Both Robert Jenrick and George Eustice, Secretaries of State for Housing and Environment respectively, declared last week in the national press that, with their plans to reform the planning system and agriculture, they will hand the next generation ‘an enhanced natural and built environment’. Jenrick said they will ‘keep all green-belt protections, with councils still responsible for local decisions’ (Jenrick, Daily Telegraph, 22 June) and Eustice said that the pandemic had shown that ‘our protected landscapes have never been more cherished’ and that Government will ‘improve access to nature, create new protected landscapes and reverse biodiversity loss by 2030 … whilst maintaining vital local management and planning functions’ (Eustice, Telegraph, 24 June).
In Culham, and South Oxfordshire more generally, we know this to be false rhetoric: thanks to Jenrick’s intervention and coercion of district councillors to adopt the Local Plan 2035, despite the newly elected administration’s democratic mandate to withdraw it, the Plan IS now adopted and Green Belt in all six areas has been lost, forever.
Hopes of a legal challenge are now also at an end. Community interest company, Bioabundance, set up by one of the district councillors, tried to file for judicial review but both the High Court and Appeal Court have refused to grant a statutory review; the judges pronounced that the grounds for challenge were ‘unarguable’. Bioabundance has had to pay the defendants’ costs.
The crux of the matter was that it was only possible to challenge the legal compliance of the plan making, not the content of the Plan itself.
In our four-year campaign to try to save Culham Green Belt we have had right on our side, but the Johnson-Jenrick Government juggernaut has ultimately proved too powerful. It became clear that the designs Government have for economic growth in Oxfordshire and ‘Science Vale’ in particular, have been long in the planning and on 17th June the Science Minister announced that the Canadian company, General Fusion, will build and develop a Fusion Demonstration Plant at Culham Science Centre. The plant will demonstrate General Fusion’s proprietary Magnetized Target Fusion (MTF) technology (different to the tokamak approach used in JET and the world-wide project, ITER), paving the way for the company’s subsequent commercial pilot plant. Government’s desire to create a fusion industry and its plans for Culham, along with the presence of a rail station have led to Culham having to sacrifice 300 hectares of Green Belt to development.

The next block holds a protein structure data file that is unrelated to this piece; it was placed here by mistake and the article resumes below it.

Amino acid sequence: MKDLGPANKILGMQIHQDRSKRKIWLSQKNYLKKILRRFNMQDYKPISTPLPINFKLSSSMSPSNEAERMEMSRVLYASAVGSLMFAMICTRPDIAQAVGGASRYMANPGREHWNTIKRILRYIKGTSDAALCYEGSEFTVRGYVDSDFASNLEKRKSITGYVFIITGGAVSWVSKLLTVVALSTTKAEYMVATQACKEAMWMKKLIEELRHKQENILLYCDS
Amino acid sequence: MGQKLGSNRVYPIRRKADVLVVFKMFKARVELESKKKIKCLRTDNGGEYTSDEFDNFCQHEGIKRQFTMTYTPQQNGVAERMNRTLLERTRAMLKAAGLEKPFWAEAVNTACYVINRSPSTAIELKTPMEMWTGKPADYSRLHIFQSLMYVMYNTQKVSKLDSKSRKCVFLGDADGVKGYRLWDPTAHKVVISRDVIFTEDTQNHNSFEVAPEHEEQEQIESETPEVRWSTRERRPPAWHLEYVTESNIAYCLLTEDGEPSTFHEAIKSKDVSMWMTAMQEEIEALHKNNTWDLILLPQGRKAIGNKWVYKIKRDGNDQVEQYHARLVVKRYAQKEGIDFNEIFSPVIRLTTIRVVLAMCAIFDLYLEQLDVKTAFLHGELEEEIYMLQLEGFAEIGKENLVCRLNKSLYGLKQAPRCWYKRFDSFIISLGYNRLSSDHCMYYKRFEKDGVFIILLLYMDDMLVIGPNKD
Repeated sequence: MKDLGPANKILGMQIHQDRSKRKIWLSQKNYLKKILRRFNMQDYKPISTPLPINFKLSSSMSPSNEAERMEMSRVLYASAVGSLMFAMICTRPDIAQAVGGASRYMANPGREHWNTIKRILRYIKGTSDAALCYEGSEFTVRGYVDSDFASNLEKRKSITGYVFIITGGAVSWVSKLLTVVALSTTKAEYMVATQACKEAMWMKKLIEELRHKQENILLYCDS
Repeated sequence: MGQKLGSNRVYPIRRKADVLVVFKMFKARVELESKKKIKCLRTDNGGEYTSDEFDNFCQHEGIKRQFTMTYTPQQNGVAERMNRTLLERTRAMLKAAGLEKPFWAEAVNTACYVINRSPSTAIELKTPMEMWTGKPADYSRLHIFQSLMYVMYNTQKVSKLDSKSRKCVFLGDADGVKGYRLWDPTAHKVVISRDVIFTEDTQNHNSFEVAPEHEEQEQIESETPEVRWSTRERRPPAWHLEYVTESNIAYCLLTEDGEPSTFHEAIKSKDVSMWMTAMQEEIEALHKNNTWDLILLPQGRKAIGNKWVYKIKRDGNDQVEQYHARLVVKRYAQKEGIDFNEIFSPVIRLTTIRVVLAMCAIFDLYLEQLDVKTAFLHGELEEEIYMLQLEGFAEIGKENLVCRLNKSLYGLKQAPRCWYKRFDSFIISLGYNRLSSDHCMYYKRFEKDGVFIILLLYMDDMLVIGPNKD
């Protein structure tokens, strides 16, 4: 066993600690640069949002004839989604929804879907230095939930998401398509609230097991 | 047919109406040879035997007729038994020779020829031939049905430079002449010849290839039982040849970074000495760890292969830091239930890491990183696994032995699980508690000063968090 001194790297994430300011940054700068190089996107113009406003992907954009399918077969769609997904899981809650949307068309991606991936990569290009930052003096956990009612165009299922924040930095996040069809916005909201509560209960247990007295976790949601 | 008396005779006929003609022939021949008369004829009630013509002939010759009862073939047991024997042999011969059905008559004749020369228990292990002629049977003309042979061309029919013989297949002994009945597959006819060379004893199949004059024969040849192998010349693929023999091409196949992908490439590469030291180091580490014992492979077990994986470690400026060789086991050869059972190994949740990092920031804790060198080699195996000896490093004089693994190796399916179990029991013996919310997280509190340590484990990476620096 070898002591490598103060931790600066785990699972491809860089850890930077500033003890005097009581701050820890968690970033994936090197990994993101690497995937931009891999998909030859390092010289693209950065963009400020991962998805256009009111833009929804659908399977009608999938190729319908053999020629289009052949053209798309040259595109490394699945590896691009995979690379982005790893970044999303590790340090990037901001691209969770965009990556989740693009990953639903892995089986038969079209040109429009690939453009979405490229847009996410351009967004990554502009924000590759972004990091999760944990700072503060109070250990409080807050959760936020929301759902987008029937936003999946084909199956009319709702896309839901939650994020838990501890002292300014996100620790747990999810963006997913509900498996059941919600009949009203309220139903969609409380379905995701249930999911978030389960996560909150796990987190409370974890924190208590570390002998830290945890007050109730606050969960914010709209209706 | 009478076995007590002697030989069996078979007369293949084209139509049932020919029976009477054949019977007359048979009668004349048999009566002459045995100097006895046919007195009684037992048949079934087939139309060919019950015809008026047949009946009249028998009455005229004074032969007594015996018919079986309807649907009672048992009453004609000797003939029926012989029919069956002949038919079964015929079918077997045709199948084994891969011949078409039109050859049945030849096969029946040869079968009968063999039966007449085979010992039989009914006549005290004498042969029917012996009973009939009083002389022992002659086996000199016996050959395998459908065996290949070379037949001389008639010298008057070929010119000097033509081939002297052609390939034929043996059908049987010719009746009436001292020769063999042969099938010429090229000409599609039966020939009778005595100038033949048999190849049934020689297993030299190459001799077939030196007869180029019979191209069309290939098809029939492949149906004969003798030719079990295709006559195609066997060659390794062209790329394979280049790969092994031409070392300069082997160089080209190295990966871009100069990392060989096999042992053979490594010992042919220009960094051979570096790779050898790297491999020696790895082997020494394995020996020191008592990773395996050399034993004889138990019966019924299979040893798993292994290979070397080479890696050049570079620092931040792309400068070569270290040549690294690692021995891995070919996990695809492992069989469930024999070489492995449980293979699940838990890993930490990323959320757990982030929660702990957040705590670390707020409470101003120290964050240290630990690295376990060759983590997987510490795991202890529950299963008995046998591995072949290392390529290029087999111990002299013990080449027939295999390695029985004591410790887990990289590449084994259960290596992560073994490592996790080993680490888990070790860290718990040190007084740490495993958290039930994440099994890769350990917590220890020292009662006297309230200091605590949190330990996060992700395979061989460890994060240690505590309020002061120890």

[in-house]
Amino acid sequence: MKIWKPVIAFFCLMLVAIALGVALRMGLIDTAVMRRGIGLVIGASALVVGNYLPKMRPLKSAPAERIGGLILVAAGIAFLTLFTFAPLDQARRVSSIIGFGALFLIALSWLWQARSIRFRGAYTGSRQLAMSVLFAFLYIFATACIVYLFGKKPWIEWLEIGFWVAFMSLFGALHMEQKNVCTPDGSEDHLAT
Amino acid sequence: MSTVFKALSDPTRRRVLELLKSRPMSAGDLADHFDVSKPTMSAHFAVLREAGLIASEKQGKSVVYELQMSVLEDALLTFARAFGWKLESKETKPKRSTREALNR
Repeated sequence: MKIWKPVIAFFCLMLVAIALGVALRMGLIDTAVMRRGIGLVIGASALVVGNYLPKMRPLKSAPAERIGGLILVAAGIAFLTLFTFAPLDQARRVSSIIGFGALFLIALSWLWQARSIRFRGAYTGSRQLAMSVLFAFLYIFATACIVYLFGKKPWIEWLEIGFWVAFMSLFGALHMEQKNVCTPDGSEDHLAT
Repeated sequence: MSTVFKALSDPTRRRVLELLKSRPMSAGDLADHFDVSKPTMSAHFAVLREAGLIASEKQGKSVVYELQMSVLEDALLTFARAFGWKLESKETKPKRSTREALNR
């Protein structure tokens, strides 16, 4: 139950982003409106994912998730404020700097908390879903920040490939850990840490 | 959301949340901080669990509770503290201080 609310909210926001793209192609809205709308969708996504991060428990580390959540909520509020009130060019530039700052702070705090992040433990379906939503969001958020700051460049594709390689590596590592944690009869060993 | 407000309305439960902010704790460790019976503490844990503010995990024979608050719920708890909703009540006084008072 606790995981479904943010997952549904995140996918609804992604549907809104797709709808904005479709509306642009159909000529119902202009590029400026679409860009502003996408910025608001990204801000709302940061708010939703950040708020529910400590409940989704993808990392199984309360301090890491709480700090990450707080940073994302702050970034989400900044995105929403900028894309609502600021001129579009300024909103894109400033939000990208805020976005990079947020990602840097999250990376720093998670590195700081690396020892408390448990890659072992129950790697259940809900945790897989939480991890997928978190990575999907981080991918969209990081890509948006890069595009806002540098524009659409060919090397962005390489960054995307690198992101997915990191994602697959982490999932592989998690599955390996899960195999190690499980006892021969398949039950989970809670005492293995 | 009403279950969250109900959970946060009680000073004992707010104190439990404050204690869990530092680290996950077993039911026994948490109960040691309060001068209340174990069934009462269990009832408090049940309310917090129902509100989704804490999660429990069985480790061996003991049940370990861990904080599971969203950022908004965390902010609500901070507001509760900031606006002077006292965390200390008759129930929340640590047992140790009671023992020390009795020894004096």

I am sure many of you will be wondering about the timeline for all the new houses.:
The Didcot to Culham river crossing, largely funded by a £215 million Housing Infrastructure Fund (HIF) grant from Government, is meant to be completed by 2024. No houses will be built until the road is built. The Council’s trajectory gives 2026/27 for the first 100 houses (though the developer will be aiming to start 2025/26), with 250 houses a year thereafter.
Next steps: We are encouraging the creation of a consortium of local parish councils (e.g. Culham, Sutton Courtenay, Clifton Hampden, Appleford) to prepare for the imminent planning application for the river crossing which will be a HUGE set of documents, and very complex. We imagine Oxford County Council will be arranging a drop-in exhibition for local residents.
There will also be a consultation period for the full planning application for the housing development as well as local involvement in the Masterplan stage.
In the meantime I would like to thank Culham Parish Council and all the SCGB committee members for their huge contribution, with special thanks to BLM Law for so much pro-bono support; and also the many non-committee members supporting the SCGB cause who have given their time and expertise to the campaign. On behalf of SCGB I would also like to thank all those villagers and supporters who have generously donated to the costs of this campaign and our barrister representation at the Examination in Public and Bioabundance’s application to the High Court